Two Examples


Final Putnam County MapTake the North Putnam School Corporation, for example, which completely ignores the requirement that districts be approximately equal in population.  North Putnam encompasses the six northernmost townships in Putnam County with a total population of just over 10,000 people. The school corporation has a seven-person board that controls an annual budget of around $16,000,000.  One board member is elected at-large but the other six members each represent--and are elected solely by--residents of their own township.  The smallest of these townships, Russell, has only 823 residents, while the largest, Floyd, has 4,011 residents.  Thus, Russell residents have five-times as much say over school board decisions as Floyd residents.  The school board refused to redistrict prior to the November  2011 election although the matter was brought to their attention repeatedly. In response, the ACLU has filed a federal lawsuit on behalf of a Floyd Township resident to force the North Putnam school board to redistrict.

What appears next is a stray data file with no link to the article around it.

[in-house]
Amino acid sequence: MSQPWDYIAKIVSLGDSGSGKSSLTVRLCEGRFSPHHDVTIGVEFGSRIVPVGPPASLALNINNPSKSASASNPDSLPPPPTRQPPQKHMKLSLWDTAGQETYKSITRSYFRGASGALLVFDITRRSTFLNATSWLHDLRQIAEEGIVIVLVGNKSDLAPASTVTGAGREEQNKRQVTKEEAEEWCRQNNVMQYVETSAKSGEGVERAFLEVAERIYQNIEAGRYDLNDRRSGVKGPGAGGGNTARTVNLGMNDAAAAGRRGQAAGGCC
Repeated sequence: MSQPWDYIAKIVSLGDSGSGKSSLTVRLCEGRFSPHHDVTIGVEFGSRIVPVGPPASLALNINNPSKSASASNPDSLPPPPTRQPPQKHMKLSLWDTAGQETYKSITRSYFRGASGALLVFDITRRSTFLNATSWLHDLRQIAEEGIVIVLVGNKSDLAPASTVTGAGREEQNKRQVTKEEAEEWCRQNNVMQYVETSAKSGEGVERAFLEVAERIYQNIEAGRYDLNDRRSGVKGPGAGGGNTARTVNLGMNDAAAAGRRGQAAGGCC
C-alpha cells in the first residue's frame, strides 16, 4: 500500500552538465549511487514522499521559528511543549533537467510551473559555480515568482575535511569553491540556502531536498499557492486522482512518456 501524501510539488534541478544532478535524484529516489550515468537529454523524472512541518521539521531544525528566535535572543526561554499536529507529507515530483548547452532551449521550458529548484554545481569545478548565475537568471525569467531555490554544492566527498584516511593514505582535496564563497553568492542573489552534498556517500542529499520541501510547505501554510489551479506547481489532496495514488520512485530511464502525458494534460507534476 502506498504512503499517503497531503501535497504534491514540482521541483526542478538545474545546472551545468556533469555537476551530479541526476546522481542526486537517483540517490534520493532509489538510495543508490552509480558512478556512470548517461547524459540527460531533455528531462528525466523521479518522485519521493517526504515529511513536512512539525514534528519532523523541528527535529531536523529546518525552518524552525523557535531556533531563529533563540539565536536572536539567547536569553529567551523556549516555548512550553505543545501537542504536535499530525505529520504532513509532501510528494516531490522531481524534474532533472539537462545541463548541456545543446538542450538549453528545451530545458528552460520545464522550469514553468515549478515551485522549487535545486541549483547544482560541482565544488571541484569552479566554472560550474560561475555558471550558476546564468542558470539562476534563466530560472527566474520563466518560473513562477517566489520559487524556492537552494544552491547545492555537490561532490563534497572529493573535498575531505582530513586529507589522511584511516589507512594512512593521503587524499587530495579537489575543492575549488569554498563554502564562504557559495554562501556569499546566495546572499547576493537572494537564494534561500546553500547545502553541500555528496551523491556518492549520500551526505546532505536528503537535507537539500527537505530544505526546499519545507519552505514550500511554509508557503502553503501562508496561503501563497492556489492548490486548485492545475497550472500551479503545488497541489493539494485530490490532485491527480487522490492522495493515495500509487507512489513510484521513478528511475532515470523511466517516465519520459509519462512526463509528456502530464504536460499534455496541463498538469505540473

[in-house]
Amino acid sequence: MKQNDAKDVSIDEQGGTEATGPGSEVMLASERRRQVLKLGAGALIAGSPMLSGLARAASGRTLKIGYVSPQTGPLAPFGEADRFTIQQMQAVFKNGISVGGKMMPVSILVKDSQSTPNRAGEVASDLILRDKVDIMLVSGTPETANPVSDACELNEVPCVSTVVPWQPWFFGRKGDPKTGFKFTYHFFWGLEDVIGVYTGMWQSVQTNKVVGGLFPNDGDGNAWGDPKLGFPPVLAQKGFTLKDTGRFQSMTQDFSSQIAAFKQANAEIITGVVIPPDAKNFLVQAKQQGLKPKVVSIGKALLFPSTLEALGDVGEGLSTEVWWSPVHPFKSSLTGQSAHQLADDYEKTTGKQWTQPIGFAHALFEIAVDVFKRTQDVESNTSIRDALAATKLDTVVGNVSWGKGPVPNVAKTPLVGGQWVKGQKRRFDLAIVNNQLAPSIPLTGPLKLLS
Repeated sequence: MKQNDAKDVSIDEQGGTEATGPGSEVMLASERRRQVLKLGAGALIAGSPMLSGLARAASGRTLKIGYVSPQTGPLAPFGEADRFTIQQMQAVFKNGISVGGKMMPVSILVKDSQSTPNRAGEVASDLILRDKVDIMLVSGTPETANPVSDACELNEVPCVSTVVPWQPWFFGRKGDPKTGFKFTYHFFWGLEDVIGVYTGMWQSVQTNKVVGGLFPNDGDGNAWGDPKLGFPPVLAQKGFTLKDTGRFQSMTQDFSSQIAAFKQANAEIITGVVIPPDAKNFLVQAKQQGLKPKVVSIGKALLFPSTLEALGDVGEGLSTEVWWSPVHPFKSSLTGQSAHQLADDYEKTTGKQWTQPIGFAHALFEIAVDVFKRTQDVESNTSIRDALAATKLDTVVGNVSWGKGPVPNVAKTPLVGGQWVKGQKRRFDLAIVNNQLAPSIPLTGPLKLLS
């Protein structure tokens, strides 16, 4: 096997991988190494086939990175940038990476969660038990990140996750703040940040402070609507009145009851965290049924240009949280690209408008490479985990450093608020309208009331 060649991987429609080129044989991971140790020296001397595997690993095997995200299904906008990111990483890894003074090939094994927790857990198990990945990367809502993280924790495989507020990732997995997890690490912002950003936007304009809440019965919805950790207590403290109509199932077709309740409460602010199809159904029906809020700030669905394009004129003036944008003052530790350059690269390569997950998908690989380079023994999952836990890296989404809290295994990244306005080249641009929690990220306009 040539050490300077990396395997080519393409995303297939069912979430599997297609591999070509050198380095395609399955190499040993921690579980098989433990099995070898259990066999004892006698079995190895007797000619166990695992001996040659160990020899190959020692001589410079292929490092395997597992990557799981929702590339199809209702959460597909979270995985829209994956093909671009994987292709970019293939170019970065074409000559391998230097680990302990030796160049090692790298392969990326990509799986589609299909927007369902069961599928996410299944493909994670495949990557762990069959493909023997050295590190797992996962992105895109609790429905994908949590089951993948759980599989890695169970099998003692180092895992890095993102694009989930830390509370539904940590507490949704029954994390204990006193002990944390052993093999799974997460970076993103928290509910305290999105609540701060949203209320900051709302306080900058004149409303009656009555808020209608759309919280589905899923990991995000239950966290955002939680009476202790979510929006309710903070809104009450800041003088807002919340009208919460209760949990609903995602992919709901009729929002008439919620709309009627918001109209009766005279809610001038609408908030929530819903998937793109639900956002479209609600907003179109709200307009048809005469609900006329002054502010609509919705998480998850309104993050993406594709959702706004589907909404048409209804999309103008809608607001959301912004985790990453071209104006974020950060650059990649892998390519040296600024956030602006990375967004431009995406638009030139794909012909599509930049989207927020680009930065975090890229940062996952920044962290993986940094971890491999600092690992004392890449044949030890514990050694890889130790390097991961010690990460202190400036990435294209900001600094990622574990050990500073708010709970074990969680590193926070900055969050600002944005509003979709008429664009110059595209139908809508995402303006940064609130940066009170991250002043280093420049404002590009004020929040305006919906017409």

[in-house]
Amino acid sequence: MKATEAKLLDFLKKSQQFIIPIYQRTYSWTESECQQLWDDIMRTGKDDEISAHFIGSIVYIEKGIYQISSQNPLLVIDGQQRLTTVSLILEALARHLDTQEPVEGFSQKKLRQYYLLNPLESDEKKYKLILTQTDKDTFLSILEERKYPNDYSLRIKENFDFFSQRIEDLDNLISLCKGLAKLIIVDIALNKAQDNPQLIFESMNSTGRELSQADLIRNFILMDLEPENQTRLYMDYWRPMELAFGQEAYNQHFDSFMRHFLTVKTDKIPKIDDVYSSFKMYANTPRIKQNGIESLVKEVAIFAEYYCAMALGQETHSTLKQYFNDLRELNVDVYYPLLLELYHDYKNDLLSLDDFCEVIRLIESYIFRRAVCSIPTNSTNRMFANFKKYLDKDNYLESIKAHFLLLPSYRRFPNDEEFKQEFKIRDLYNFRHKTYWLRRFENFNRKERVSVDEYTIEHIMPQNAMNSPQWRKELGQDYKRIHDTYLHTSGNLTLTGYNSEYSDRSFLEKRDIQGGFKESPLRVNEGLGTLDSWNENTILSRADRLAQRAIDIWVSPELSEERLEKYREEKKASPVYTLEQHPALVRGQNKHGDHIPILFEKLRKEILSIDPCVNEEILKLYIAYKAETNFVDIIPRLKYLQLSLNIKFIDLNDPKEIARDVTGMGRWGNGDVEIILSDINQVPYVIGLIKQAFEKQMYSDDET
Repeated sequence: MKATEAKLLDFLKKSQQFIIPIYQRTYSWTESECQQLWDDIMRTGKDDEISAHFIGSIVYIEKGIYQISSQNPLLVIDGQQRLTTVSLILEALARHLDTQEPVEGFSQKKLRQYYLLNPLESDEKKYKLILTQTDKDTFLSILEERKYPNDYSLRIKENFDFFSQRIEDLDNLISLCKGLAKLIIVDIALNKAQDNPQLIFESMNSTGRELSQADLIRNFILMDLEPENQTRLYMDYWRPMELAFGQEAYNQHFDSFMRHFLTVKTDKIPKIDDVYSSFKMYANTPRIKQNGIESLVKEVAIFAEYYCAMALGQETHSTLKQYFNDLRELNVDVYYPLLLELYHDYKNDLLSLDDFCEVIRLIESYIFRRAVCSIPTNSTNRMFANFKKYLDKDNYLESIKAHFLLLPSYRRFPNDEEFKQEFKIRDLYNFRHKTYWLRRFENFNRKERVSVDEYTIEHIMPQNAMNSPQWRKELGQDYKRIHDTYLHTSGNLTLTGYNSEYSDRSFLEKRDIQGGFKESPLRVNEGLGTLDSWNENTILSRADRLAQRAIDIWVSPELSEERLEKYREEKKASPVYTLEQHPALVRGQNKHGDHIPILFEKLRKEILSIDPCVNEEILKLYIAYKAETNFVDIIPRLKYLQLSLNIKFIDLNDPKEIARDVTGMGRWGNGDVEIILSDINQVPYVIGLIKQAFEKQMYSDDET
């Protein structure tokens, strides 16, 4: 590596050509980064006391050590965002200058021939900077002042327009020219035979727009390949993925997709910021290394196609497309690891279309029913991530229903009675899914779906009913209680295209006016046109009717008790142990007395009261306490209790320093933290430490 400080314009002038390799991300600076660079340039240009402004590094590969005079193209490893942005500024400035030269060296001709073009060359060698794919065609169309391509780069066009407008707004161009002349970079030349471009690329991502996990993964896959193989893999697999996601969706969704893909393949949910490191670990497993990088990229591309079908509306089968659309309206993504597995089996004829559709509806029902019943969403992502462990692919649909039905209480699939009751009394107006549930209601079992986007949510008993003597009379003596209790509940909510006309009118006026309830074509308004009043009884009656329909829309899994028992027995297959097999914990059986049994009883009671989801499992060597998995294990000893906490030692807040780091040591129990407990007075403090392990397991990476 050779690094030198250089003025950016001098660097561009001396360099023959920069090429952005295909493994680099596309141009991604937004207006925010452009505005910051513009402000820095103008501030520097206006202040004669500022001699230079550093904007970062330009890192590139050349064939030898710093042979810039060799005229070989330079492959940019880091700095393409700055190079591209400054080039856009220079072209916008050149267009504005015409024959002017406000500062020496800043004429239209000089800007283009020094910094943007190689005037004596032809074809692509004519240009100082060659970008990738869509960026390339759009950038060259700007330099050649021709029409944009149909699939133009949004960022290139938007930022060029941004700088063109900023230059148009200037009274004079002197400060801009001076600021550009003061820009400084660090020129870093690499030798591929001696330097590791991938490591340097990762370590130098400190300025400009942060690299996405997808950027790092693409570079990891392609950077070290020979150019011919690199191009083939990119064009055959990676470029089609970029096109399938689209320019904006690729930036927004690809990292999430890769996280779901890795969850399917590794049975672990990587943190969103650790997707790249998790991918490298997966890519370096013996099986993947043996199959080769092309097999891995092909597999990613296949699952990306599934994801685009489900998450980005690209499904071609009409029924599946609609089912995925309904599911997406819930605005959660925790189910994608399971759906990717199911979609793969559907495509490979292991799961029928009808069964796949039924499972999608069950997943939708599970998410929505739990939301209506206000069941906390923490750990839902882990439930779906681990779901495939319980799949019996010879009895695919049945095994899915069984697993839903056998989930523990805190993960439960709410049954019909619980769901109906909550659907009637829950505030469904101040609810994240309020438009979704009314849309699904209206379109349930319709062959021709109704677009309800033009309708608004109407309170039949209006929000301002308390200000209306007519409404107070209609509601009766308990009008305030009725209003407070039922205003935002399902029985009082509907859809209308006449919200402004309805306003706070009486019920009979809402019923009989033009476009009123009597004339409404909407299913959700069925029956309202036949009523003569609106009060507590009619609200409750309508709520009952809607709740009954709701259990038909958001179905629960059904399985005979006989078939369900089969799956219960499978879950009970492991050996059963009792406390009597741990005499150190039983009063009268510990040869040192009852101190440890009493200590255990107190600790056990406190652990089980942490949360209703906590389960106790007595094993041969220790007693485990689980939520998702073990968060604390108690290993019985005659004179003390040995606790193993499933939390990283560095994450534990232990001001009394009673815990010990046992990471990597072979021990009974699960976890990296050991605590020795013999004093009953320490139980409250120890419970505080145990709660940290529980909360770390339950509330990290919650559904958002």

Or consider the Bartholomew County Council, which just as brazenly flouts the requirements that districts be compact and that they not cross precinct boundary lines.  Bartholomew County’s third council district (in blue) has two large pieces connected only by a long, narrow stretch of road, and numerous smaller pieces that are wholly contained within other districts.  Furthermore, four precincts are split between Districts 3 and 4 and one between Districts 1 and 2.  Yet Bartholomew’s county commissioners decided to ignore their responsibility to redistrict the council in 2011.